The Other Mrs. Smith
    is a compelling novel that invites the reader to join Naomi in her efforts to recover from the harms done to her by ECT and to reclaim the life, family and memories that had been effectively burn out by the bolts of electricity shot through her brain during this treatment. (Many readers will be surprised to learn that ECT is still being used in Canada, but by one estimate over 15,000 Canadians every year endure this questionable “therapy.”)

    Unlike many who try to use prose fiction to make a political/sociological point, Burstow never makes her characters stand-ins for abstractions. My particular favourite among the book’s richly imagined cast of characters is Gerald, a kind and generous trans man who was, as “the other Mrs. Smith,” the first wife of Naomi’s husband before coming out as trans. In many ways, Gerald is the moral centre of this complex novel, but he is not the only nuanced and memorable character.

    Like Mordecai Richler’s classic, Barney’s Version, The Other Mrs. Smith succeeds in telling a long and complex narrative through the lens of a damaged mind and memory. This book is a literary tour de force and a persuasive call on readers to consider the ethical implications of ECT. Highly recommended.

  6. inannaadmin

    Women face life-altering challenges in these new reads
    The Other Mrs. Smith by Bonnie Burstow
    reviewed by Sarah Murdoch
    Toronto Star – January 12, 2018

    Noni’s three journals tell the story of her life – growing up in the 1940s and ’50s in Winnipeg’s north-end Jewish community; enduring, barely, memory-zapping electroshock therapy and dulling medication in Toronto in the 1970s; concluding around 2010 when Noni finds comfort and a degree of reconciliation within a community of survivors. The Other Mrs. Smith shimmers with outrage. Bonnie Burstow, whose non-fiction titles include Psychiatry and the Business of Madness and Radical Feminist Therapy, established an “antipsychiatry” scholarship at OISE in late 2016.

  7. inannaadmin

    A Great Contemporary Feminist Canadian Novel
    The Other Mrs. Smith by Bonnie Burstow
    reviewed by QuietCourage
    49th Shelf – January 2018

    As a reader, I want to be moved and changed by a piece of writing, by complex characters that offer me a new understanding about life. As a writer, I look to be offered examples of writing that help me become a better one. With the book, I wasn’t disappointed. It offered both.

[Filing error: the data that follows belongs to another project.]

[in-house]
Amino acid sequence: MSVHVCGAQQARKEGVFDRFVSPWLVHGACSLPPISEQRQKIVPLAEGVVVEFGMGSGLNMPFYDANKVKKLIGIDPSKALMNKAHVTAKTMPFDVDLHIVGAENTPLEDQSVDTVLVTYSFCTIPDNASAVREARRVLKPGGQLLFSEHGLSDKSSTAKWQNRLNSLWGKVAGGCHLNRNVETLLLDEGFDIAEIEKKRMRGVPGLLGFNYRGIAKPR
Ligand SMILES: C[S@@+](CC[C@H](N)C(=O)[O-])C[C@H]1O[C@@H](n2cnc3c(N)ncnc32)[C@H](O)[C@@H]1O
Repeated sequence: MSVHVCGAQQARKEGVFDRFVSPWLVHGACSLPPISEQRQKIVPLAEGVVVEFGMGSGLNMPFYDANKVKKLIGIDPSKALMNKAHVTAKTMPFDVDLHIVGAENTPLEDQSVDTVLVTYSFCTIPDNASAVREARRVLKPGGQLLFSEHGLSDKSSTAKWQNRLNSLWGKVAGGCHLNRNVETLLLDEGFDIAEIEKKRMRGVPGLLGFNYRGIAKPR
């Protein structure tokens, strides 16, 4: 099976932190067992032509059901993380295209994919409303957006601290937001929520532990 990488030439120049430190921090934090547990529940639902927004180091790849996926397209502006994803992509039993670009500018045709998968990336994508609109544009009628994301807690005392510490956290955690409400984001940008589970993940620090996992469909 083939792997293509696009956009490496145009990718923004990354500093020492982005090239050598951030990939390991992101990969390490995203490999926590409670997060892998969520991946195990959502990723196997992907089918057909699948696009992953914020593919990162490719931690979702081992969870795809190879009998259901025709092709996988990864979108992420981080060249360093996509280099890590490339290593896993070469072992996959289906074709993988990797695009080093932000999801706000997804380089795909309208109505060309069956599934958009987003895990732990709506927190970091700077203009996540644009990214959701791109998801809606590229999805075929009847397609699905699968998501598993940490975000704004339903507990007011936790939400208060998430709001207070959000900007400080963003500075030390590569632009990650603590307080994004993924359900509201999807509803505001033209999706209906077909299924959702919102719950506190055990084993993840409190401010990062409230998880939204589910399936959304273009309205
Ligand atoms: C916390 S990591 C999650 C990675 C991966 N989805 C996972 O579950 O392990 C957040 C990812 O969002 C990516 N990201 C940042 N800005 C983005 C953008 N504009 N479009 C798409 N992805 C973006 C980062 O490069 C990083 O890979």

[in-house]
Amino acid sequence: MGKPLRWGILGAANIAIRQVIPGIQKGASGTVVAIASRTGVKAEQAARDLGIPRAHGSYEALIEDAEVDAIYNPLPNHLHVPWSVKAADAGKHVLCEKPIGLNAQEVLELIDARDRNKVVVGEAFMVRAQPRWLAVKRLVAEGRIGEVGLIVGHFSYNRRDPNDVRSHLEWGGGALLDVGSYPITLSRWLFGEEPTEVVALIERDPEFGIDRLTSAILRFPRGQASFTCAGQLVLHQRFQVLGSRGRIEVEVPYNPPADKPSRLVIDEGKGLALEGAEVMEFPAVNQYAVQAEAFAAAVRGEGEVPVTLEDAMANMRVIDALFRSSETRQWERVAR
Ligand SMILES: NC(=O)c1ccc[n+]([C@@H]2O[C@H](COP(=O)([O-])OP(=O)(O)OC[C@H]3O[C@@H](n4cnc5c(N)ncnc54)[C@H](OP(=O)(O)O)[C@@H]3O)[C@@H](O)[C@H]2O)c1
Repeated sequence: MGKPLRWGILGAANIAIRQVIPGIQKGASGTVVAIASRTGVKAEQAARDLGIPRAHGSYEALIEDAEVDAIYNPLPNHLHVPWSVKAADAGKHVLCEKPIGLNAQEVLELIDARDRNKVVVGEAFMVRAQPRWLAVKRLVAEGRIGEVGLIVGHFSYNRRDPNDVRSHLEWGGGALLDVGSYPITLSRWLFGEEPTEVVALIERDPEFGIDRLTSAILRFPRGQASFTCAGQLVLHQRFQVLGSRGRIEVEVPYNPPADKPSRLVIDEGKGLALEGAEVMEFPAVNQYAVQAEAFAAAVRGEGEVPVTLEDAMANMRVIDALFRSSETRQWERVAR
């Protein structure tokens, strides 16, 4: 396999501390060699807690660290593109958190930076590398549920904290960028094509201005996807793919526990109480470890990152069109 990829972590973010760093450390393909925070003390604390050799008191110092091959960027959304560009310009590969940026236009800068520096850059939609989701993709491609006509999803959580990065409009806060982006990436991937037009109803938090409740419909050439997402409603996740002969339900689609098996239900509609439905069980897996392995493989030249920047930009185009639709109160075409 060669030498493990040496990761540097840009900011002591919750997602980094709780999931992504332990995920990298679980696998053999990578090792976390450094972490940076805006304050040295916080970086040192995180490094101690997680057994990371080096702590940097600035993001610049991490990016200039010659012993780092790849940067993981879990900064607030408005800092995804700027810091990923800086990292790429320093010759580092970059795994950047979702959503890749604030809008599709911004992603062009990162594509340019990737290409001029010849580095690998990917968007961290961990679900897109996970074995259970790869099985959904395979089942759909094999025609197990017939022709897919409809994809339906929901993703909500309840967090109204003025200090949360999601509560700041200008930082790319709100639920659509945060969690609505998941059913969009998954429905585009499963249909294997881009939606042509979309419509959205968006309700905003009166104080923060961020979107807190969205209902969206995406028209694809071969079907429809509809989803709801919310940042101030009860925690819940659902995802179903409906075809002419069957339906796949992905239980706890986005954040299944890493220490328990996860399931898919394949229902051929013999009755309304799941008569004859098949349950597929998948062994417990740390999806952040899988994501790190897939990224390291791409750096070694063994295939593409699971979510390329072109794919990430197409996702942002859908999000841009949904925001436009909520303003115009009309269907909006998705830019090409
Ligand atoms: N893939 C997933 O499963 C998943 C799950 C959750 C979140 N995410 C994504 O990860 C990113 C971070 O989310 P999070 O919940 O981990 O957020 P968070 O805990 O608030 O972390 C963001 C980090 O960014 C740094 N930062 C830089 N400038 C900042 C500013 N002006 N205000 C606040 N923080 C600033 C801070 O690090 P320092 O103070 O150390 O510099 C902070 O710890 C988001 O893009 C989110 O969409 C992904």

To be honest, I am pretty amazed at how an accomplished academic professional such as Bonnie Burstow can shift gears into such rich and poetic prose that draws the reader into a collection of complex, original characters that unfold through a mysterious evolving plot that has all kinds of twists and turns. Without giving too much away here, the novel offers us a beautiful and tragic view of one brilliant woman’s life story shifting between her time living in two diverse Canadian cities; Winnipeg and Toronto. She moves us back and forth through time, offering readers a sobering account with grace, humour, dignity, and tenderness.

    It is a beautifully crafted feminist novel– a real page-turner that takes the reader on an emotional ride through the protagonist’s experience as an electroshock survivor. Naively, like so many of us, I had no idea people were even still be treated with it, never mind how damaging it is for one’s memory.

    Besides its feminist theme, it also holds space for issues of various marginalized Canadian communities from Indigenous peoples and the homeless, to the trans community. However, the underlying lesson the author offers here goes beyond the labels and categories we’ve created among us and down into to the bones of what it means to be human. Yes, we fight for what we believe in, we do our own work, we follow our passion and we stand up for injustice but also–ultimately, this book reminds us about acceptance too. It offers us a message about the great paradox of life we all must recognize sooner or later; we all experience great suffering and great joy. Life is tragic and beautiful. We will shed big tears of both kind and it’s all ok. Perhaps it is when we come to truly allow a space for both, when we don’t cling to our ideas about how things should be for us– we find our peace.

  8. inannaadmin

    The Other Mrs. Smith by Bonnie Burstow
    reviewed by Carla Gillis
    Now Magazine – December 22, 2017

    (excerpt from the review)

    Burstow’s views on the efficacy of psychiatry, diagnosis and treatment are worth paying attention to. It’s hard to deny that we live in an overmedicated society. That many psychiatrists take a short view rather than a long view of mental health, and wield an unhealthy amount of power. That psychiatry is big business, and treatment often doesn’t get to the source of a patient’s anguish. That far too many women, people of colour and queer folks have been unfairly pathologized.

    It’s worth noting that Burstow made the news last year after successfully establishing the Bonnie Burstow Scholarship in Antipsychiatry, given to an OISE thesis student doing research in that field. It’s the world’s first such award. She told NOW that she hoped the scholarship would “spur alternative ways of arranging society so that we aren’t inventing diseases or brain-damaging people, and there is a greater acceptance of difference.”

  9. Renée Knapp

    The Other Mrs. Smith by Bonnie Burstow
    Canadian Journal of Disablity Studies, Vol. 8.4 – June 2019


    Burstow’s feminist revolutionary vision in The Other Mrs. Smith will not let the reader rest easy after finishing the novel…The relationship among her characters is a meticulous roadmap for communities to address their differences amongst and within themselves by first eradicating psychiatry and then solving/addressing their individual and collective problems or differences through care, love, cooperation, acceptance, and accountability.

Add a review

Your email address will not be published. Required fields are marked *


Printed Copy, ePUB, PDF

You may also like…